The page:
In the mid-sixteenth century, Vijayanaryan, a Hindu Koch king was in power in Vijaypur (now, Dharan, Nepal). Vijaynarayan entered into a truce with the Kiratis living in the hills north of Morang and took into service, Singha or Simha Rai as Chautariya or Prime Minister. He later had Simha Rai executed because he “being an impure beef-eating monster defiled a Hindu Woman”. The son of Simha Rai, Baju Rai (Bajihang, I.S Chemong) went to Lohang Sena, the King of Makwanpur for help. Lohang took the help of the Kirati Khambu army and crossed the Adhwara River and occupied Vijaypur. Hamilton accounts that Bajihang was killed by a Lepcha Chief in 1618 CE. Lohang is said to have avenged the death of Bajihang and later spread his empire up to Lohagarh which presently falls in the foothills of Kurseong. That Lohang’s conquest from the Adhiyariver to the Mahanada in the east with the help of the Khambu army suggests that the Kirati Khambu were around the Kurseong region as early as 1618 CE.
Up until 1878 CE, much of the vacant lands in the Mirik region had no tea plantations. Dr. Campbell had to face a labor scarcity problem. He requested a local Khambu Nobleman Shri Dakman Rai to assist him in bring immigrant workers from Nepal to work at the tea plantations. Dakman Rai helped set up tea plantations at Soureni in 1878, at Phuguri in 1880, and Sampripani in 1883 CE. Mr. Dakman Rai’s name is always mentioned whenever the history of tea in Darjeeling is mentioned. Much of the lands in Darjeeling already had Kirati Khambu people even before tea was planted by the British. The Kirati Khambu Rai people have been a part of Darjeeling’s geography and history-shaping it for more than 3 centuries. The East India Company had given three Grants from 1840-1870 a)The Rungpo Grant to Bahadur Rai b) the Mirik Grant to D. Lloyd and c) The Phuguri Grant to Dakman Rai.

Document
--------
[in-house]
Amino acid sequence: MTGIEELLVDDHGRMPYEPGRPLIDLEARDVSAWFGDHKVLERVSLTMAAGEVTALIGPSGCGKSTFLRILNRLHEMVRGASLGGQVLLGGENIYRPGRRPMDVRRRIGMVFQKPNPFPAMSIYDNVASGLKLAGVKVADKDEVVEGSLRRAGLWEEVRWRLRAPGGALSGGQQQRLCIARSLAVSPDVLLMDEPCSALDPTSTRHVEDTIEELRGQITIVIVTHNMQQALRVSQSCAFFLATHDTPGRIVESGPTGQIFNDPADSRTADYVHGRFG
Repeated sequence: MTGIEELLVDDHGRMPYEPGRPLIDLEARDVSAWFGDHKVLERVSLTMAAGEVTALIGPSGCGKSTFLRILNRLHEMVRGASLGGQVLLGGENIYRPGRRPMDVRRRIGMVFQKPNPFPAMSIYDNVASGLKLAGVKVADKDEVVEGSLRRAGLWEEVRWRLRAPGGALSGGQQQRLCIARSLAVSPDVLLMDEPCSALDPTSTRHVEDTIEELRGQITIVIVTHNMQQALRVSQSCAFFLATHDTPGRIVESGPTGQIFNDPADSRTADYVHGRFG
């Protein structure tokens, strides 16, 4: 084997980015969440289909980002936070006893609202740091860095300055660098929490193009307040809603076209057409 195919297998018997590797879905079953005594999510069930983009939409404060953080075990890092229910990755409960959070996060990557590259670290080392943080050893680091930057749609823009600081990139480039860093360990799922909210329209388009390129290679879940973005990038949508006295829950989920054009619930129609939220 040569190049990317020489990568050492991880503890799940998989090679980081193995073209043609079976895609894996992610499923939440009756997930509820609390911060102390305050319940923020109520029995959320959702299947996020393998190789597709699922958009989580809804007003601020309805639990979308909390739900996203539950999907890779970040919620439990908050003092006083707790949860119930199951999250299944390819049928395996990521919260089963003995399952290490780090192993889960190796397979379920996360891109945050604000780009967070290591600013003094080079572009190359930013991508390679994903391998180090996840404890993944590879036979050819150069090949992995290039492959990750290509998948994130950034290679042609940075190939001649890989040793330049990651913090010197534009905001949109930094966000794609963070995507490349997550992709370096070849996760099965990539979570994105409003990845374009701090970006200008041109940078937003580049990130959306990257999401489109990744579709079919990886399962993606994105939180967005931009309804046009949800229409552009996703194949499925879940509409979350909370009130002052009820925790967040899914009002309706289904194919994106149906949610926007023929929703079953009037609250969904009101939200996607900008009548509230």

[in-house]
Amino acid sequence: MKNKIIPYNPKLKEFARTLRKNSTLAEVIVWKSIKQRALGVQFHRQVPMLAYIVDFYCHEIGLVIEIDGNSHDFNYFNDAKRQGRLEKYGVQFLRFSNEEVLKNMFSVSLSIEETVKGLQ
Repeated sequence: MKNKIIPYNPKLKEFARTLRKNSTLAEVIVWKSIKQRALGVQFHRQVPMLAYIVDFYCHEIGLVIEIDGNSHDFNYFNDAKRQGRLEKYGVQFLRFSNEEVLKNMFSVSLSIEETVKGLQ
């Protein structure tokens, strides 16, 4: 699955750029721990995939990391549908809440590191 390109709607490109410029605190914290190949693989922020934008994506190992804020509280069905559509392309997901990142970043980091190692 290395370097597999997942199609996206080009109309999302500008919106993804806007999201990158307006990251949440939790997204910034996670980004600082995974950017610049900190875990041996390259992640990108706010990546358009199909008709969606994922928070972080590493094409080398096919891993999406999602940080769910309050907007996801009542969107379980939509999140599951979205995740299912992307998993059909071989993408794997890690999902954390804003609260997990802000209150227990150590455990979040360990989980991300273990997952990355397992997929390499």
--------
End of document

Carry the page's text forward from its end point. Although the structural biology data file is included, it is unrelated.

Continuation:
Another instance can be seen in the year 1828 CE when the East India Company sent G.W Lloyd and G.W Grant to Darjeeling which was an old Gorkha station. It is said that G.W Lloyd spent almost a week in February 1829CE in Darjeeling. They deemed Darjeeling perfect to be turned into a health resort for European soldiers. The Englishmen decided to visit Sikkim in 1831 CE because if the company possessed Darjeeling, it would confer ‘considerable political benefits as well as make an ideal health resort. The King of Sikkim agreed in giving Darjeeling to the company because we wanted the restoration of the original boundary of his kingdom claiming that the Yakha and the Khambu tribes were under him. It is interesting to note that Sikkim had never made any attacks against the Gorkhas and their kingdom. Sikkim also never claimed parts of Ilam to be part of their Kingdom. But Sikkim had always vehemently laid claim to Darjeeling and tried to protect it at all times. From these incidences, one can draw an inference that Darjeeling always had a significant amount of Yakha and Khambu tribes.